Gluten-Free Living: What the Menu Isn’t Telling You

Eating outI used to blindly walk into an unfamiliar restaurant with my fingers thoroughly crossed in the hopes that there was something on the menu I could eat without too much modification.  And then I’d see it.  That small little asterisk in the corner of the menu indicating that they served gluten-free bread.  I’m safe here!  They know how to feed me!  I’d breath a sigh of relief.

As I later discovered though, I was wrong.  Those little notes on the menu or that the cute little homemade “It’s gluten-free!” sign can’t always be trusted.  Sometimes, even my favorite little indie restaurants don’t have a clue.

A little sandwich shop with their grandma’s-kitchen theme made me completely drop my guard once I saw those six deceptive words: “gluten-free bread available upon request.”  Perhaps it was the partly due to the homey tone of the place, but I felt like these folks most know how to take care of me.  So I ordered fried eggs and gluten-free toast (not something I’d order now, thanks to my egg allergy).  It wasn’t until I was getting up to leave that I realized these well-intended people had thrown my bread right into the same crumb-filled, gluten-infested toaster as everyone else’s.  And, without knowing it, they’d put my health in danger.

Even one of my very favorite indie coffee shops is guilty of a similar offense.  I know the manager by name and every Monday a group of friends and I meet there for a few games of Apples to Apples.  They care about their customers and the quality of their products, but that doesn’t mean they know the first thing about gluten.  In fact, the “gluten-free” cookies were made on a wooden cutting board and on the counter right next to a pizza and a couple of sandwiches (all major don’ts due to cross-contamination).  It might be wheat-free, but it’s not really gluten-free.  And it’s not safe.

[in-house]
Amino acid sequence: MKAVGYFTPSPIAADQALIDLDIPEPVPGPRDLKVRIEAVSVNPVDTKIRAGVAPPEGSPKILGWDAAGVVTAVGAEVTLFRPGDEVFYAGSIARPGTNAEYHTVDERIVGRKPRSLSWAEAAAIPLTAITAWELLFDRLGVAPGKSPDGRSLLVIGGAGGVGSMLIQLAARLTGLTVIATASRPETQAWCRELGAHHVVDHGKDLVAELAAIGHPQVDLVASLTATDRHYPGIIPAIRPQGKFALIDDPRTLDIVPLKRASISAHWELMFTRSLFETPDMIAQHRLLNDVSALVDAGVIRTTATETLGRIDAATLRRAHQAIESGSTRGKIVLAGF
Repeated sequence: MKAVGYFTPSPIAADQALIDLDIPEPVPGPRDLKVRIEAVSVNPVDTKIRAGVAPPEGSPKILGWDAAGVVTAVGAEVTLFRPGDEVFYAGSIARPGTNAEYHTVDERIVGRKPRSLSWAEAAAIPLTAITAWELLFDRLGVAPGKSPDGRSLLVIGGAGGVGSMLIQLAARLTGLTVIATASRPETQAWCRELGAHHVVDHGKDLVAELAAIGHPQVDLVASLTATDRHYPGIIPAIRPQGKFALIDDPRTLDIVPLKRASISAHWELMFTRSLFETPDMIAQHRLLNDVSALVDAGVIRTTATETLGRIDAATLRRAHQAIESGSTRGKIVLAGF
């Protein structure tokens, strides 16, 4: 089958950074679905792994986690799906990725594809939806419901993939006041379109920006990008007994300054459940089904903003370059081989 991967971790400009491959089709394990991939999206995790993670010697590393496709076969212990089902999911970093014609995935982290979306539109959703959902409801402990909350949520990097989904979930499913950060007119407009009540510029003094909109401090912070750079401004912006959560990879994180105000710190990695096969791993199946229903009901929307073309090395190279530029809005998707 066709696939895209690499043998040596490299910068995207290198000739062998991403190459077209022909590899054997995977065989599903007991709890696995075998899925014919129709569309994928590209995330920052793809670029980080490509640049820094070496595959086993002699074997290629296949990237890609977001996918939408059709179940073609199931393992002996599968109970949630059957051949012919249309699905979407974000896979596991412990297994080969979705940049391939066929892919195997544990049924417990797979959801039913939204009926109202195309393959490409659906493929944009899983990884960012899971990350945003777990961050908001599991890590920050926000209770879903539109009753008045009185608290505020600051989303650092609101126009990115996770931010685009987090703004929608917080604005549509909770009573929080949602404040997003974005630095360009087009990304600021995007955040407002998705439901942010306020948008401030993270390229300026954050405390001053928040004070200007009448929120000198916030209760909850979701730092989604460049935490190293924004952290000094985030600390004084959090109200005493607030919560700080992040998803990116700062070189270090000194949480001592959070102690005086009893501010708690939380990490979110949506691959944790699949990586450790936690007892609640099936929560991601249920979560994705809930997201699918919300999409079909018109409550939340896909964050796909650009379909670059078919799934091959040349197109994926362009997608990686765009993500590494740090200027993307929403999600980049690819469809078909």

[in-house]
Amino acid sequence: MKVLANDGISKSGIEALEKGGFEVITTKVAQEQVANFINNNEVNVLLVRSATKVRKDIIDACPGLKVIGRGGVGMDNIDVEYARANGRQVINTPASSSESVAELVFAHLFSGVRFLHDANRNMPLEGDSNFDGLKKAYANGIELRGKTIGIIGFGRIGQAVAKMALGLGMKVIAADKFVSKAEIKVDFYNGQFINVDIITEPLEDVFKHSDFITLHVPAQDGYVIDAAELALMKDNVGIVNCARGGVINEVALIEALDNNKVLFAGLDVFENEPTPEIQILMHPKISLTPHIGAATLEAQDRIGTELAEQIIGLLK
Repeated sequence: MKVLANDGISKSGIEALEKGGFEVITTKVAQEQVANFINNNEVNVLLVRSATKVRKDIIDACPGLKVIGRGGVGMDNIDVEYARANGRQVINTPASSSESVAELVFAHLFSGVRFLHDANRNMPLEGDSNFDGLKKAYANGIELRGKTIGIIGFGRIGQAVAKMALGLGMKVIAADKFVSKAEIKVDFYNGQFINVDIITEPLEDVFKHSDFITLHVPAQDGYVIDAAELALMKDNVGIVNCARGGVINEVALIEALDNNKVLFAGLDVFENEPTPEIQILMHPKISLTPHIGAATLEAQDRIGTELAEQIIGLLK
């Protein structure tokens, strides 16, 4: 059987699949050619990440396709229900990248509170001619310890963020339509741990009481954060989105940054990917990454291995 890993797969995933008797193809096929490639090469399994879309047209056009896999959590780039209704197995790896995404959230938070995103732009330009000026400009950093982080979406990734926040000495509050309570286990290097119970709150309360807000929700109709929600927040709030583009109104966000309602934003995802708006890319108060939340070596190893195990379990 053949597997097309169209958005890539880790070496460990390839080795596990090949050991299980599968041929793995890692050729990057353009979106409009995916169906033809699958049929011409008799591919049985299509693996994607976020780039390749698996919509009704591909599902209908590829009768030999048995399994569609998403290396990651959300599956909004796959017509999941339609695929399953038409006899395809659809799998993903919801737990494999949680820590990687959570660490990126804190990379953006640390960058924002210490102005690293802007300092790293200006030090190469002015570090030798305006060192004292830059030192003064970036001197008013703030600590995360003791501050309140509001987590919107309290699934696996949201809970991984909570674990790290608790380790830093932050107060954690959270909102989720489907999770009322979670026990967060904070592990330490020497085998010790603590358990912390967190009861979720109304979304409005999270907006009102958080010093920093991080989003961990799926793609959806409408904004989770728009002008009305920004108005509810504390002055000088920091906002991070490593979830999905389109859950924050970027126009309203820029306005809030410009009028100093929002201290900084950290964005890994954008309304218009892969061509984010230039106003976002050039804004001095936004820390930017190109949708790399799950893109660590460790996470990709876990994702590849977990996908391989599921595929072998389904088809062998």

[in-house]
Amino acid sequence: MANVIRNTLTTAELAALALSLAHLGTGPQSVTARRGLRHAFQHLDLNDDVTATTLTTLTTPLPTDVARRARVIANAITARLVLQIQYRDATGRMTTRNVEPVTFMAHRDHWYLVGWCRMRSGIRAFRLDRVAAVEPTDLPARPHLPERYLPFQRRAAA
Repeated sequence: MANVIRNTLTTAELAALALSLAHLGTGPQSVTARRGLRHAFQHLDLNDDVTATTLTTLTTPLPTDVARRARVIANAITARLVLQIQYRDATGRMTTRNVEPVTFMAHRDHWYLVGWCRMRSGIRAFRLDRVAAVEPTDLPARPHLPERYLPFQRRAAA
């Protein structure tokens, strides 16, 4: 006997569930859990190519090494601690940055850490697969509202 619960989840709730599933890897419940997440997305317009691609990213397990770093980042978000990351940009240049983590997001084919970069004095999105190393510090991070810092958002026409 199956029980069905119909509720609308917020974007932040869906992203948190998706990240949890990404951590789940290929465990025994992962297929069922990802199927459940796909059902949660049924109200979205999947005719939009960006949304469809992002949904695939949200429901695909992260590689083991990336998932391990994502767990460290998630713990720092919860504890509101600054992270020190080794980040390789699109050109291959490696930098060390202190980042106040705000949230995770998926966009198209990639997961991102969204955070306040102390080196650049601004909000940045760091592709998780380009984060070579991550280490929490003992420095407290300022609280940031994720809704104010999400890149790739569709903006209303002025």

Yesterday, while on the bus, I ended up talking with the manager at a new little diner that just opened.  He was more than happy to talk about his restaurant, even informing me that he’d tried offering gluten-free bread for a while.  It was no longer on the menu though because it hadn’t sold enough.  “But you could order something in a wrap,” he said very sincerely, “because that would have less gluten.” Less?  But I can’t even have a crumb!

Anyone who tries to sell me on a wheat flour wrap because it has “less gluten” doesn’t know nearly enough about celiac disease for me to feel comfortable with them feeding me.  I don’t think any of these independent businesses are intentionally misleading their customers; like a lot of people, they just don’t understand.

I’ve eaten at some wonderful, extremely careful indie restaurant run by people who go out of their way to keep me safe, but because not every place is like that we have to do some investigating because anyone can write “gluten-free” on cardstock or buy a loaf of bread.

By Kelsey Hough.   All rights reserved.  Contact me for reprint permission by leaving a comment bellow or follow me on Facebook.  


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9 thoughts on “Gluten-Free Living: What the Menu Isn’t Telling You

    • I really sympathize! I live in the suburbs, but I’m close to Seattle. I find that the closer I get to the city, for whatever reason, the better a lot of restaurants get about understanding gluten. But even then I still run into problems.

      I’ve found a couple of places that are more naturally gluten-free (sea food, and Indian and Mexican food) where I’ve eaten a lot and feel safe. Even when it comes to a couple of chain restaurants in the area, I always go back to the same ones because I feel safe. Eating out is sure a tricky, dangerous business when you’re gluten-free or have food allergies.

      Thanks for commenting!

      ~Kelsey

  1. Pingback: The Old Spaghetti Factory: Is it Really "Gluten-Free?" | The Crunchy Cook

  2. The main difference between our diets is the severity of the consequences that come from straying from them. I get intensely sick for about a day, and I am prone to stomach bleeding so I have to mind what pain medications I can take if I have a headache, but even the pain from that doesn’t last more than two days (unless it’s asymptomatic for too long of course).
    Also, the doctors don’t actually know what’s causing my pain, and I’ve had ultrasounds, X-Rays, an endoscopy, colonoscopy, HIDA scan, so much blood work I could feed an army of vampires, and the most they can figure out is GERD, which they’ve also determined is not the cause but a symptom of whatever is causing me so much abdominal pain. Also, despite the pain not lasting as long as a gluten contamination and from what I can gather, isn’t actually as crippling, I can still get episodes even if I stick adamantly to my proper diet and medications. (I have to take an antiacid every morning, and the dosage is twice that of the “do not exceed” dosage you get over the counter).